While at times used interchangeably, Budgets and Forecasts represent very different functions. Think of them as apples (go with me on this). Budgets are like Macintosh apples, as both are a staple item and can be found almost everywhere. Forecasts are more like Red Delicious apples, while very common they are not for everyone. Budgets are useful to multiple levels of the organization and Macintosh apples have multiple uses in the kitchen from cooking to baking. Forecasts are mostly useful to only the higher levels of an organization, and Red Delicious apples are most useful as an eating apple.
Budgets & Forecasts, like Macintosh & Red Delicious apples, are important in their own respects. While seemingly similar, each plays a very different role to different audiences.
Budgets represent a ‘quantifiable expectation of what you expect to happen for a period of time’. In other words, it conveys what you anticipate to happen in terms of revenue and expenses over a set time period, that can be used as a measurement tool. They are a plan for where you want to go that can be used as a point for comparison.
Typically Budgets are set through a standard process that involves input from managers at different levels, and are not changed or modified once approved. Budgets are used as a tool for comparison to actual results. (Budget vs. Actual Reports) This helps to highlight variances so that the organization can look into the cause(s) and, if needed, create a plan to bring the business back in line. Also, because they are not modified once approved and accepted, they are often used as tools for bonus and compensation programs.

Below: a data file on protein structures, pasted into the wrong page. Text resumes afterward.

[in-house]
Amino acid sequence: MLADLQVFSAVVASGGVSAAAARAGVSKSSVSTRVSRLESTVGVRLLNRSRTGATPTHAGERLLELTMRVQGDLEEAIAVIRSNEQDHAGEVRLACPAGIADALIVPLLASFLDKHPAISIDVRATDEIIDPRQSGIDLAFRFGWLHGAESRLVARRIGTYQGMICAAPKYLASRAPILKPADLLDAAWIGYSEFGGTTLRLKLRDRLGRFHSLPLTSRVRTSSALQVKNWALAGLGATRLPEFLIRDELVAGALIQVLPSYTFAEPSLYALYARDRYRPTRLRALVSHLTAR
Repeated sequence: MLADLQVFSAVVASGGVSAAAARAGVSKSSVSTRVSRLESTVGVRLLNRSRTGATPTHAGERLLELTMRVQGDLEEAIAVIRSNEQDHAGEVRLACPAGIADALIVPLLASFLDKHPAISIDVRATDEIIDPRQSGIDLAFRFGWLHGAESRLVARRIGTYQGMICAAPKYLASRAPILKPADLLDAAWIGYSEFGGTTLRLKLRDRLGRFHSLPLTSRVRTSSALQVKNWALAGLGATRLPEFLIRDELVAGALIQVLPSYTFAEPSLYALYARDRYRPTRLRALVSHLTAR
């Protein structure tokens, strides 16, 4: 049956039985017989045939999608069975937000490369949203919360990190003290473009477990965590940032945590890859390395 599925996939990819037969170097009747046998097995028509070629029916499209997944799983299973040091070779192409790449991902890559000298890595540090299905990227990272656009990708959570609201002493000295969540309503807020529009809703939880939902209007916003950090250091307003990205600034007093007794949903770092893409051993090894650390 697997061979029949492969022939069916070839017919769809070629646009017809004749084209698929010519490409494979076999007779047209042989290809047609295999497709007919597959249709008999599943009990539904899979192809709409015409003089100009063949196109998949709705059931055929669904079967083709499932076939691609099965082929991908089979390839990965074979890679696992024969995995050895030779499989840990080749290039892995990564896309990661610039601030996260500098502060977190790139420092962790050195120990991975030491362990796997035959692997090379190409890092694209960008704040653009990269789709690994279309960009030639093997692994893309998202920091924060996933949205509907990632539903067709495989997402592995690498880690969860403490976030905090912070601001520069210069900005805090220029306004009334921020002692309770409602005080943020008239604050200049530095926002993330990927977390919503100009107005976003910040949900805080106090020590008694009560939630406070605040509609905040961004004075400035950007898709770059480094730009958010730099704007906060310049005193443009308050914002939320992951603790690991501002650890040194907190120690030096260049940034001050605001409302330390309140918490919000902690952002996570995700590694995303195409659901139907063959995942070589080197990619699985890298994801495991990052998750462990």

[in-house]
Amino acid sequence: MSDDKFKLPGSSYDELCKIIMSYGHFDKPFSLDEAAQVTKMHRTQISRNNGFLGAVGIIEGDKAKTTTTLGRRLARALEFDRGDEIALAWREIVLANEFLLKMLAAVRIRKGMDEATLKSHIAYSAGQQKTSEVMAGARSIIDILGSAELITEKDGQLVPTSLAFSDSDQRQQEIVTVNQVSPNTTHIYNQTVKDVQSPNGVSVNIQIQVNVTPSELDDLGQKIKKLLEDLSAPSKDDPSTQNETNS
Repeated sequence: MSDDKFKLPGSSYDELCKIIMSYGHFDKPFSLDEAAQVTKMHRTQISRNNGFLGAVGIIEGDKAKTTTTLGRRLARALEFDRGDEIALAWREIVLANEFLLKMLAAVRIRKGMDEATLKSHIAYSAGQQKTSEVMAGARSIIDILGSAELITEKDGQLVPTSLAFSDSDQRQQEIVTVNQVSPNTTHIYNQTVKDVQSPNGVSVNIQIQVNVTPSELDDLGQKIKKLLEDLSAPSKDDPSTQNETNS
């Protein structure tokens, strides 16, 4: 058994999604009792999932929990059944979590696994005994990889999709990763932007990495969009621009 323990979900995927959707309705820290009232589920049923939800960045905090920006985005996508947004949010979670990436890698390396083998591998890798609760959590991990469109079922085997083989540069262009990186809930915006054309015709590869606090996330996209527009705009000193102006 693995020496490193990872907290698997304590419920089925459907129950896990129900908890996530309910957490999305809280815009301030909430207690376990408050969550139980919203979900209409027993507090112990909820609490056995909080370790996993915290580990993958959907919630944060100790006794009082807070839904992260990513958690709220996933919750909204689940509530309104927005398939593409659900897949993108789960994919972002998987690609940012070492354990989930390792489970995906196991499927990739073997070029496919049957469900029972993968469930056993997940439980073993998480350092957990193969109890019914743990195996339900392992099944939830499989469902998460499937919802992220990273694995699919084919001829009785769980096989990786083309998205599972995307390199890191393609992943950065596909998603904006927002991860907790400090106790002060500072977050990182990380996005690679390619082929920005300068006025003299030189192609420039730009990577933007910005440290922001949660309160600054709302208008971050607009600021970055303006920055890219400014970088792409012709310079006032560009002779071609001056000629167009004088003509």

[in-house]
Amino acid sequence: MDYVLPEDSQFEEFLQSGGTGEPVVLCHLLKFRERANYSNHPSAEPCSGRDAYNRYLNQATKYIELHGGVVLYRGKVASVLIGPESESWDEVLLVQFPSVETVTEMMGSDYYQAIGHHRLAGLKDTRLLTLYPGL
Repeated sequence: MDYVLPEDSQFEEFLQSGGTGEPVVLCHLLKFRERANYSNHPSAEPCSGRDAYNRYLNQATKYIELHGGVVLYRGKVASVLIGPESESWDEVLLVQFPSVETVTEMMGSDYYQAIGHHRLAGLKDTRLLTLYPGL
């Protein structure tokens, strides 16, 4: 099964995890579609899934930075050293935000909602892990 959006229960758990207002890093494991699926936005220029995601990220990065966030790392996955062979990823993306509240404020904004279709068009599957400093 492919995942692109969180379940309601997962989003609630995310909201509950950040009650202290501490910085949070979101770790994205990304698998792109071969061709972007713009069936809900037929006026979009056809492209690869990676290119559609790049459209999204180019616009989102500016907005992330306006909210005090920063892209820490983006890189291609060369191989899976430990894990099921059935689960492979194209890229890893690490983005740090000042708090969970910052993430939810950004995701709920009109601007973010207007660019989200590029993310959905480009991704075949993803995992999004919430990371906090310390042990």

Forecasts, on the other hand, are an estimation of what will happen. They are created and used at higher levels and are usually focused on a specific purpose, such as determining needs for resources. They are updated on a regular basis and can be long-term or short-term. They are not used for comparison to actual results, or to identify possible anomalies, but as an indicator of where the organization is going.
Forecasts act as more of a fluid tool with a particular focus. They are not meant to highlight high level variances, but rather to assist in developing plans for moving forward. Because they are not permanent they are not typically used in compensation packages.
Budgets and Forecasts are both useful tools in their own right. I am a big proponent of Budgets and the ‘Budgeting Process’. Even if a Budget is not embraced as a significant part of the regular financial review (although it should be), the process of creating a Budget is an important exercise for all levels of an organization to participate in. Forecasts, as we have said, are much more fluid and typically have a particular purpose, such as planning for labor or materials needs. Therefore the process is no less important, it is simply more focused on who is immediately impacted, versus one that is organization wide.
Now that we have said all that, when it comes to 2020 you can pretty much forget about Budgets. It is likely that Forecasts have never been used as much as they right now. The pandemic has impacted every industry, either positively or negatively, and many organizations that do not typically use Forecasts are finding themselves relying heavily on them. Budgeting sessions this year will be much more difficult than in the past.
No matter which tool you use it comes down to how well you know your business and how well you can see into the crystal ball.